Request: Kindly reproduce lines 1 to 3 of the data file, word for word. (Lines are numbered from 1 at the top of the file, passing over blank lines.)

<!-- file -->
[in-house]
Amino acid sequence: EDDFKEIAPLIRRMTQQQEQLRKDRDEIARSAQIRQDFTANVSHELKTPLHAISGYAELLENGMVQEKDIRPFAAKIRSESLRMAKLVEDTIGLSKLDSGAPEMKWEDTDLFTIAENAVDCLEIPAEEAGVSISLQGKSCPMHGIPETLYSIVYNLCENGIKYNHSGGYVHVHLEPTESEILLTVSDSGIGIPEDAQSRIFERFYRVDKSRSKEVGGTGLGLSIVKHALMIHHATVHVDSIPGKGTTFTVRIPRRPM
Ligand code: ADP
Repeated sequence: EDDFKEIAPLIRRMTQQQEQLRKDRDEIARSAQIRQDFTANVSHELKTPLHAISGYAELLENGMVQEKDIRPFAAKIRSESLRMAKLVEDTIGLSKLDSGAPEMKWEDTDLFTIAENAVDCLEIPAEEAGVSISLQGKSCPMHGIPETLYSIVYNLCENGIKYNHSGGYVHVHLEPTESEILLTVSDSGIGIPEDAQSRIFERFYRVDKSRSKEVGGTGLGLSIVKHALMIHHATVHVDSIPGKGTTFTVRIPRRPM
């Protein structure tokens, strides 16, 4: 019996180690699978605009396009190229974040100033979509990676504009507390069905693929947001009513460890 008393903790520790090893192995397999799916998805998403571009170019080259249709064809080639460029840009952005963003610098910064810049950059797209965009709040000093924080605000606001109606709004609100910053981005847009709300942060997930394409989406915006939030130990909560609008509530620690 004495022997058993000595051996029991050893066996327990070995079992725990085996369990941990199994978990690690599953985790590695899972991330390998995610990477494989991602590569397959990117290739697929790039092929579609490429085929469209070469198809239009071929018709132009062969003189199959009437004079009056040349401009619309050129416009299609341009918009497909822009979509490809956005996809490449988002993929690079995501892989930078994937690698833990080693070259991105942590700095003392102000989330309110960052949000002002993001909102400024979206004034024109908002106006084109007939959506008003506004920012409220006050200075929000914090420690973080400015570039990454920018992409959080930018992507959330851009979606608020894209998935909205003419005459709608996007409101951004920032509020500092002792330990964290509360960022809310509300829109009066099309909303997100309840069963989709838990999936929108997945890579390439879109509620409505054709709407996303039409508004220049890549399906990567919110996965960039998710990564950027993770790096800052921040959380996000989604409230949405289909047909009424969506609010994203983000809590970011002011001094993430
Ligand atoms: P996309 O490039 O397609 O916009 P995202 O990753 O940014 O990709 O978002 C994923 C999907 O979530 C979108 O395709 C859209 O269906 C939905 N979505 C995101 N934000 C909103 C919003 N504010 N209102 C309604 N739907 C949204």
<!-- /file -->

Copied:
[in-house]
Amino acid sequence: EDDFKEIAPLIRRMTQQQEQLRKDRDEIARSAQIRQDFTANVSHELKTPLHAISGYAELLENGMVQEKDIRPFAAKIRSESLRMAKLVEDTIGLSKLDSGAPEMKWEDTDLFTIAENAVDCLEIPAEEAGVSISLQGKSCPMHGIPETLYSIVYNLCENGIKYNHSGGYVHVHLEPTESEILLTVSDSGIGIPEDAQSRIFERFYRVDKSRSKEVGGTGLGLSIVKHALMIHHATVHVDSIPGKGTTFTVRIPRRPM
Ligand code: ADP